• We get movement toward the goal but the resistance grows so the adoption stalls. Many organizations see a 10% to 30% improvement and are happy.What happens if the champion leaves?The restraining forces can sometime overwhelm the remaining driving forces and the company reverts back to the status quo.Does this sound familiar?
  • Get in groups of 5 to 7. Take 15 minutes. How did that go?
  • Build in short stretch breaks for the learners to do. Tell them what to do and why it's important for them to do it.Ask learners to stand, then say to them: "By changing your position from sitting to standing, you have just now increased the flow of oxygen to your brain by about 20 percent, which means your brain is suddenly working better. Now stretch your body (arms, legs, torso), and then turn to the person standing next to you and give him/her a short verbal summary of what you've just learned from the lecture so far. Sit when finished."
  • Once you have your diagram, you can then look at it and devise strategies to increase the driving forces or reduce the restraining forces. One thing is sure, you cannot just depend on the agile champion to keep it going. Some fundamental changes to organizational processes have to happen so that dependence on an individual is reducedReview the forces. Decide which of the forces have some flexibility for change or which can be influenced.Strategize! Create a strategy to strengthen the driving forces or weaken the restraining forces, or both. If you've rated each force how can you raise the scores of the Driving Forces or lower the scores of the Restraining Forces, or both?Prioritize action steps. What action steps can you take that will achieve the greatest impact? Identify the resources you will need and decide how to implement the action steps.Hint: Sometimes it's easier to reduce the impact of restraining forces than it is to strengthen driving forces.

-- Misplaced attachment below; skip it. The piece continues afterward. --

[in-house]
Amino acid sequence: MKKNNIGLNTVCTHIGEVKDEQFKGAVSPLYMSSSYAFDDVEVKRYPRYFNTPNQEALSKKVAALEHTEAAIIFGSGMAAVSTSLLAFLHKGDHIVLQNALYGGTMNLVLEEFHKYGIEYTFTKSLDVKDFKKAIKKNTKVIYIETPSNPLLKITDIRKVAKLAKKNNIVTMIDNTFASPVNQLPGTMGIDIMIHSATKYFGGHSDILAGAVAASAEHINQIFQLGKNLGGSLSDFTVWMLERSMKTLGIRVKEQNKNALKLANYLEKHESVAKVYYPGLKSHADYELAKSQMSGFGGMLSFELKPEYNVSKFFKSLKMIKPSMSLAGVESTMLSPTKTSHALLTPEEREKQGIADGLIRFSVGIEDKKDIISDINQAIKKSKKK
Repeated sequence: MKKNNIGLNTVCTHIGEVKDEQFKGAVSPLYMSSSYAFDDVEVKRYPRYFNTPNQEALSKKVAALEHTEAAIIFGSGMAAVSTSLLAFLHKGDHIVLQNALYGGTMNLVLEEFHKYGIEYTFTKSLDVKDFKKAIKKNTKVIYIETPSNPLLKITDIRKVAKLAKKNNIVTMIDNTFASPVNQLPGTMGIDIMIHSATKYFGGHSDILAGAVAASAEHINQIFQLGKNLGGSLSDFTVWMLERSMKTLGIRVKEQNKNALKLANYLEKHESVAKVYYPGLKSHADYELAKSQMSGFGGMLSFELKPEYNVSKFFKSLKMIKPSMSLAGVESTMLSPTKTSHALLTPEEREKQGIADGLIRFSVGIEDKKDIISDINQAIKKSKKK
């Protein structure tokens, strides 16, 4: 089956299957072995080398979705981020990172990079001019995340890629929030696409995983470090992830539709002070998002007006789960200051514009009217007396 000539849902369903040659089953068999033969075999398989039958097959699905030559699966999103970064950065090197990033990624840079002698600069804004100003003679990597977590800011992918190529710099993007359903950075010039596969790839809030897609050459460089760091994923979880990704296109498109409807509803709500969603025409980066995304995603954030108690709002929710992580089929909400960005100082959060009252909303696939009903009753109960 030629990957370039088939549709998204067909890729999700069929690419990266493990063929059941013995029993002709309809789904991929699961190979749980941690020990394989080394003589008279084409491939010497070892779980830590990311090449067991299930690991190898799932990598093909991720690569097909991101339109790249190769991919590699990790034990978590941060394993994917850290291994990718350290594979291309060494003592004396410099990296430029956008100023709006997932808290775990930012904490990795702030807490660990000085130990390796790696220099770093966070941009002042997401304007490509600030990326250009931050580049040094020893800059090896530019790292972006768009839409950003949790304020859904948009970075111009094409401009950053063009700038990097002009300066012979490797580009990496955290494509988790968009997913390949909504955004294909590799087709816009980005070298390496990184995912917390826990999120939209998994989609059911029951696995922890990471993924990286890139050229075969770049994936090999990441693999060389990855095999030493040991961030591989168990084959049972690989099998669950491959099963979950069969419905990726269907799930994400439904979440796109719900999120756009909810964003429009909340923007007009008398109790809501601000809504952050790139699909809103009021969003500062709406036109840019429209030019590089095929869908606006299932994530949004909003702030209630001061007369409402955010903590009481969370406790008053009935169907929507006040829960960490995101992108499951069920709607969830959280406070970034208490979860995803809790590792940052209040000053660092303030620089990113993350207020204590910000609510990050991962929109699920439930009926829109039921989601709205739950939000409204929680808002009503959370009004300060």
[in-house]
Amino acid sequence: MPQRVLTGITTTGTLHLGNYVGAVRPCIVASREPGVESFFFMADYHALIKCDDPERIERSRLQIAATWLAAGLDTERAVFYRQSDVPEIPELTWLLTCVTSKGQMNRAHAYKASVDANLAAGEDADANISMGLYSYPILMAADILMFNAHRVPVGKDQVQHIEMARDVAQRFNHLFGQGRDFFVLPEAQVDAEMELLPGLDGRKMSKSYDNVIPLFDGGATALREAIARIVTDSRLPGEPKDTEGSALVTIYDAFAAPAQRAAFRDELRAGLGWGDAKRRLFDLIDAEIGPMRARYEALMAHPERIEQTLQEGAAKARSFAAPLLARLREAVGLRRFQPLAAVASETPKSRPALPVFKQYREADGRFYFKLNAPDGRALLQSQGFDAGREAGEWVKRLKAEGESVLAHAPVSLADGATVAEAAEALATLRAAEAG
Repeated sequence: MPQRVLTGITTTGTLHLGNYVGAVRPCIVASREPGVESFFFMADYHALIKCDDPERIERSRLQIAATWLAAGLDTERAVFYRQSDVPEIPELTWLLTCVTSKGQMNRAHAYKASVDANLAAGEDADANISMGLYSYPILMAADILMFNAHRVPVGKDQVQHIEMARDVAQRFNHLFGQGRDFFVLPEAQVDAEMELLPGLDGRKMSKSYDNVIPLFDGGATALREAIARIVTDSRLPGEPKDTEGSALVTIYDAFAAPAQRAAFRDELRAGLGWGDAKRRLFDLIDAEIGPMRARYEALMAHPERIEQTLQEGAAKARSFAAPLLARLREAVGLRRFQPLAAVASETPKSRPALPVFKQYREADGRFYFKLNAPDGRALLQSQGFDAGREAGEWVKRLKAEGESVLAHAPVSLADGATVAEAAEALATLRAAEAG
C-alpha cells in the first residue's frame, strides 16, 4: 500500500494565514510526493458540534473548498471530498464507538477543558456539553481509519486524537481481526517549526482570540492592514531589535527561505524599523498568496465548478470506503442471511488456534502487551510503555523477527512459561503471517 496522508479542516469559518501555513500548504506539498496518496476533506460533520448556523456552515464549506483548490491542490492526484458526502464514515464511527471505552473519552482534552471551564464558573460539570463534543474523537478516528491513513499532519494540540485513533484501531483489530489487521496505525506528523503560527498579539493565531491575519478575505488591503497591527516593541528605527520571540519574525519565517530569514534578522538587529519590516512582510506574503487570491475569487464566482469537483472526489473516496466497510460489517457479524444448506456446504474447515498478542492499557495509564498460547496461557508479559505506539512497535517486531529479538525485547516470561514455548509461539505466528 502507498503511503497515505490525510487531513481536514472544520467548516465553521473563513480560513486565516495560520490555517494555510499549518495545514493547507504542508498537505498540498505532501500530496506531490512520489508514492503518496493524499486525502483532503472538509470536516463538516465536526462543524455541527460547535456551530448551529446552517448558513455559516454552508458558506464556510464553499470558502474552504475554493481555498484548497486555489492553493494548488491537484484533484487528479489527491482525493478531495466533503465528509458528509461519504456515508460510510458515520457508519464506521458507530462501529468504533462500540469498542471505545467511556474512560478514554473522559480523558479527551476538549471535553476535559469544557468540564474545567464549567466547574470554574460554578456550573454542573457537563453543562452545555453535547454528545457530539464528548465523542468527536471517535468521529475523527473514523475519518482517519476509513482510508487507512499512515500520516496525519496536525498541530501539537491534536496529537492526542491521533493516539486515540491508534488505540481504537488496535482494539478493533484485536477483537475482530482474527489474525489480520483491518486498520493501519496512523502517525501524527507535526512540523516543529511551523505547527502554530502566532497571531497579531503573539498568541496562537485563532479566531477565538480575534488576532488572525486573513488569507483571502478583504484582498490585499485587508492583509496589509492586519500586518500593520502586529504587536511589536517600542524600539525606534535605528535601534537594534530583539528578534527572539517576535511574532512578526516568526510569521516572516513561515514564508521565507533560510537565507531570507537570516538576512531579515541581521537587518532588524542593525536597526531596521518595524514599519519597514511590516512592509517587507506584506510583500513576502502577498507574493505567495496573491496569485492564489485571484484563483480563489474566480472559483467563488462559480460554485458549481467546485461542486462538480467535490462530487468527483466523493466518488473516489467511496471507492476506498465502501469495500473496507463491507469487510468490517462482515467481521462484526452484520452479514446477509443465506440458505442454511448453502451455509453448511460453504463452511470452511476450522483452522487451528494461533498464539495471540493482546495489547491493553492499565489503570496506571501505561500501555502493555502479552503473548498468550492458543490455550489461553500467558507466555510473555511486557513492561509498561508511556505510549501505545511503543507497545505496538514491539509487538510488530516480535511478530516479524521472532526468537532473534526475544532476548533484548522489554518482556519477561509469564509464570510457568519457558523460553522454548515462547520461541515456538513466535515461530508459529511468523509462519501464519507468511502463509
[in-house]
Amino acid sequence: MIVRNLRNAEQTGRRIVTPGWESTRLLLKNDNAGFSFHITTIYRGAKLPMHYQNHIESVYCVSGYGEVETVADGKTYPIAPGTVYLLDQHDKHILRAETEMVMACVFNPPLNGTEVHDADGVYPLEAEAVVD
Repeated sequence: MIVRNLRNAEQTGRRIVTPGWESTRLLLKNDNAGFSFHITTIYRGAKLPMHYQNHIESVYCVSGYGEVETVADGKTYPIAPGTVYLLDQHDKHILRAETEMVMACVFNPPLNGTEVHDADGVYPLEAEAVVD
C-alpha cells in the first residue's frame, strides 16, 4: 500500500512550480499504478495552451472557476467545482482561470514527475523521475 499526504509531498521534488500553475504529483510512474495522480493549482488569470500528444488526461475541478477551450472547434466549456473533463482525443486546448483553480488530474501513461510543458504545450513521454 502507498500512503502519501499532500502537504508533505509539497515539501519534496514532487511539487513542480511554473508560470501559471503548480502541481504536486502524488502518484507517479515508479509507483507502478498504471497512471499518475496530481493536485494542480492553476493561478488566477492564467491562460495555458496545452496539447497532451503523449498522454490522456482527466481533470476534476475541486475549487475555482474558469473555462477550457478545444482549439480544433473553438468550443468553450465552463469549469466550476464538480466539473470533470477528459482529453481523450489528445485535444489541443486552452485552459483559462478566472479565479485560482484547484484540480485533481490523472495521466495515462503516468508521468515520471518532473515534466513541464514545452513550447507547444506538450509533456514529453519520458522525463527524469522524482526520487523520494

• Suggested by Ken Schwaber and Mike CohnETCTeam of senior leadersCollects and prioritizes impedimentsCreates an environment where employees can form teams to remove impedimentsICTeams of individual contributors with energy to fix a problem
  • Handling fear.
  • Handling fear.
  • One minute per person, i.e., 5-6 minutes total for the group

Agile2011 when the coaches leave Agile2011 when the coaches leave Presentation Transcript

  • Sustaining Agility after the Coaches Leave
    Dan LeFebvre
    Agile/Scrum Coach, CSC
    © DCL Agility, 2010-2011
    1
    8/10/2011
    Agile2011
  • Dan LeFebvreFounder & Agile Coach,DCL Agility, LLCwww.dclagility.com
    Certified ScrumMaster (CSM), Certified Scrum Professional (CSP)Certified Scrum Coach (CSC)
    Extensive experience in software product development as a developer, manager, director, and coach
    Using agile practices since 2003
    Fulltime Agile Coach since 2006
    2
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    Agile2011
  • Learning Outcomes
    Understand the forces that act against a change to agile
    Techniques to discuss and address them in your organization
    How to install mechanisms to maintain agility
    3
    8/10/2011
    Agile2011
  • Force Field Analysis
    4
    Status Quo
    Driving Forces
    Restraining Forces
    “ An issue is held in balance by the interaction of two opposing sets of forces – those seeking to promote change (driving forces) and those attempting to maintain the status quo (restraining forces)” – Kurt Lewin
    Developed by Kurt Lewin
    8/10/2011
    Agile2011
  • Status Quo
    Driving Forces
    Restraining Forces
    Desired State
    Force Field Analysis
    5
    Developed by Kurt Lewin
    8/10/2011
    Agile2011
  • Agile Transition Dynamics
    6
    Status Quo
    Driving Forces
    Restraining Forces
    Sustainable Agility
    • Transparency
    • Predictability
    • Self-Organizing Teams
    • Responsive to customer needs
    • Improved Quality
    • Astonishing Results
    Fear of learning new skills
    Current method is not working
    process/PMO/roadblocks
    Early successes
    Departmental Friction
    Initial excitement
    Annual budgeting process
    Agile Champion/coach
    Fear of losing position or power
    Team self-organization
    8/10/2011
    Agile2011
  • Agile Transition Dynamics
    7
    Status Quo
    Driving Forces
    Restraining Forces
    Sustainable Agility
    • Transparency
    • Predictability
    • Self-Organizing Teams
    • Responsive to customer needs
    • Improved Quality
    • Astonishing Results
    Fear of learning new skills
    Current method is not working
    process/PMO/roadblocks
    Early successes
    Departmental Friction
    Initial excitement
    Annual budgeting process
    Agile Champion/coach
    Fear of losing position or power
    Team self-organization
    8/10/2011
    Agile2011
  • Status Quo
    Driving Forces
    Restraining Forces
    Sustainable Agility in your organization
    • Transparency
    • Predictability
    • Self-Organizing Teams
    • Responsive to customer needs
    • Improved Quality
    • Astonishing Results
    Your Turn
    8
    8/10/2011
    Agile2011
  • Exercise: Stretch break
    Stand up and stretch your body